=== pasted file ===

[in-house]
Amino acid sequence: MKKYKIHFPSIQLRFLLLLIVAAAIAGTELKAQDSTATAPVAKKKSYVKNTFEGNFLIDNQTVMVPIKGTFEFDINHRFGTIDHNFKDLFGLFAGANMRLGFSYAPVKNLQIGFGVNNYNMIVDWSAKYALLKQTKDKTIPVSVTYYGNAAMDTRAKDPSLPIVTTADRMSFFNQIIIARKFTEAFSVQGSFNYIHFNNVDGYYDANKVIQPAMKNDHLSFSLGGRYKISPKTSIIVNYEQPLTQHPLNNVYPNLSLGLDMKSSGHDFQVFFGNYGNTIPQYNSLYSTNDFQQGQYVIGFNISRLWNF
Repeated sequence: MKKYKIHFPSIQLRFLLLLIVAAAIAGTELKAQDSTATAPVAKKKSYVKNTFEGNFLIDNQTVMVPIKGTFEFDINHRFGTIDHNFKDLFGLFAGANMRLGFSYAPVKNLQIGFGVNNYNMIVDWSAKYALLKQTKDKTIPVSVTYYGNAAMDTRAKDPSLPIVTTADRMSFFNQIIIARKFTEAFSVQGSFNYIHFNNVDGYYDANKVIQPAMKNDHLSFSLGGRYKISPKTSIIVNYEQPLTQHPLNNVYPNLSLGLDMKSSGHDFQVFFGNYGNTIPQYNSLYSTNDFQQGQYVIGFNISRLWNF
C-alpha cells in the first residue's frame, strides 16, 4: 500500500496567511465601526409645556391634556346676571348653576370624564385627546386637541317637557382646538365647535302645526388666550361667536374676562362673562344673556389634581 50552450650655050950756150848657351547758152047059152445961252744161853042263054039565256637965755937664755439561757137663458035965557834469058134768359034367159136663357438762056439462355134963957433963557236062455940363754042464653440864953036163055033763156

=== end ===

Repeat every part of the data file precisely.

[in-house]
Amino acid sequence: MKKYKIHFPSIQLRFLLLLIVAAAIAGTELKAQDSTATAPVAKKKSYVKNTFEGNFLIDNQTVMVPIKGTFEFDINHRFGTIDHNFKDLFGLFAGANMRLGFSYAPVKNLQIGFGVNNYNMIVDWSAKYALLKQTKDKTIPVSVTYYGNAAMDTRAKDPSLPIVTTADRMSFFNQIIIARKFTEAFSVQGSFNYIHFNNVDGYYDANKVIQPAMKNDHLSFSLGGRYKISPKTSIIVNYEQPLTQHPLNNVYPNLSLGLDMKSSGHDFQVFFGNYGNTIPQYNSLYSTNDFQQGQYVIGFNISRLWNF
Repeated sequence: MKKYKIHFPSIQLRFLLLLIVAAAIAGTELKAQDSTATAPVAKKKSYVKNTFEGNFLIDNQTVMVPIKGTFEFDINHRFGTIDHNFKDLFGLFAGANMRLGFSYAPVKNLQIGFGVNNYNMIVDWSAKYALLKQTKDKTIPVSVTYYGNAAMDTRAKDPSLPIVTTADRMSFFNQIIIARKFTEAFSVQGSFNYIHFNNVDGYYDANKVIQPAMKNDHLSFSLGGRYKISPKTSIIVNYEQPLTQHPLNNVYPNLSLGLDMKSSGHDFQVFFGNYGNTIPQYNSLYSTNDFQQGQYVIGFNISRLWNF
C-alpha cells in the first residue's frame, strides 16, 4: 500500500496567511465601526409645556391634556346676571348653576370624564385627546386637541317637557382646538365647535302645526388666550361667536374676562362673562344673556389634581 50552450650655050950756150848657351547758152047059152445961252744161853042263054039565256637965755937664755439561757137663458035965557834469058134768359034367159136663357438762056439462355134963957433963557236062455940363754042464653440864953036163055033763156